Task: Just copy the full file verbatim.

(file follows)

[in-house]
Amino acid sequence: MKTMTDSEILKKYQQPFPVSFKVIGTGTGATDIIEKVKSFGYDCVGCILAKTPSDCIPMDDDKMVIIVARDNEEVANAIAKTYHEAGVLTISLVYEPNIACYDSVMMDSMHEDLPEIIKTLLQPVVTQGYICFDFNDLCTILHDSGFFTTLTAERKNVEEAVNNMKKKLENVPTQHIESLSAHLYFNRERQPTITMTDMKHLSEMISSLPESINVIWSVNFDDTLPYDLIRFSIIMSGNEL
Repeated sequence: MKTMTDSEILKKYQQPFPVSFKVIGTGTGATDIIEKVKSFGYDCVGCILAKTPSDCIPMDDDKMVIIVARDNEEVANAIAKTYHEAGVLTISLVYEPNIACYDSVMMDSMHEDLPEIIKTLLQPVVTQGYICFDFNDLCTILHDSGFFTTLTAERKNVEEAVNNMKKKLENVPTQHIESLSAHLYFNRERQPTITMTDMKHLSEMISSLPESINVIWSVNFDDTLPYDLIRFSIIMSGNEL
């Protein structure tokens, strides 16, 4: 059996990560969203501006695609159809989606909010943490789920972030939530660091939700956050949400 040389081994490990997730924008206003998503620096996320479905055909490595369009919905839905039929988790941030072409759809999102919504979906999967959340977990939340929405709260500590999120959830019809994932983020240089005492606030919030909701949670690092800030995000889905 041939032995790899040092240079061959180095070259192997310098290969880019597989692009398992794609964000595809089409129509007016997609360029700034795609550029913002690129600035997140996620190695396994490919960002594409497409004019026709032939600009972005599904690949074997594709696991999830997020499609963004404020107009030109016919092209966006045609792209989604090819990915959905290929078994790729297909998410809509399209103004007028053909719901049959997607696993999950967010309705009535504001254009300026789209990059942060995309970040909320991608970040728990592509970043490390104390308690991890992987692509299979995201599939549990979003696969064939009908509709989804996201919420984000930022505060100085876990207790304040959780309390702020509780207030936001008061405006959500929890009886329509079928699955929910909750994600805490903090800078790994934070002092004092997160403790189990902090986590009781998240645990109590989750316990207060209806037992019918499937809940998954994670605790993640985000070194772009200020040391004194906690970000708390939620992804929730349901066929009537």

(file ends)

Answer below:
[in-house]
Amino acid sequence: MKTMTDSEILKKYQQPFPVSFKVIGTGTGATDIIEKVKSFGYDCVGCILAKTPSDCIPMDDDKMVIIVARDNEEVANAIAKTYHEAGVLTISLVYEPNIACYDSVMMDSMHEDLPEIIKTLLQPVVTQGYICFDFNDLCTILHDSGFFTTLTAERKNVEEAVNNMKKKLENVPTQHIESLSAHLYFNRERQPTITMTDMKHLSEMISSLPESINVIWSVNFDDTLPYDLIRFSIIMSGNEL
Repeated sequence: MKTMTDSEILKKYQQPFPVSFKVIGTGTGATDIIEKVKSFGYDCVGCILAKTPSDCIPMDDDKMVIIVARDNEEVANAIAKTYHEAGVLTISLVYEPNIACYDSVMMDSMHEDLPEIIKTLLQPVVTQGYICFDFNDLCTILHDSGFFTTLTAERKNVEEAVNNMKKKLENVPTQHIESLSAHLYFNRERQPTITMTDMKHLSEMISSLPESINVIWSVNFDDTLPYDLIRFSIIMSGNEL
């Protein structure tokens, strides 16, 4: 059996990560969203501006695609159809989606909010943490789920972030939530660091939700956050949400 040389081994490990997730924008206003998503620096996320479905055909490595369009919905839905039929988790941030072409759809999102919504979906999967959340977990939340929405709260500590999120959830019809994932983020240089005492606030919030909701949670690092800030995000889905 041939032995790899040092240079061959180095070259192997310098290969880019597989692009398992794609964000595809089409129509007016997609360029700034795609550029913002690129600035997140996620190695396994490919960002594409497409004019026709032939600009972005599904690949074997594709696991999830997020499609963004404020107009030109016919092209966006045609792209989604090819990915959905290929078994790729297909998410809509399209103004007028053909719901049959997607696993999950967010309705009535504001254009300026789209990059942060995309970040909320991608970040728990592509970043490390104390308690991890992987692509299979995201599939549990979003696969064939009908509709989804996201919420984000930022505060100085876990207790304040959780309390702020509780207030936001008061405006959500929890009886329509079928699955929910909750994600805490903090800078790994934070002092004092997160403790189990902090986590009781998240645990109590989750316990207060209806037992019918499937809940998954994670605790993640985000070194772009200020040391004194906690970000708390939620992804929730349901066929009537």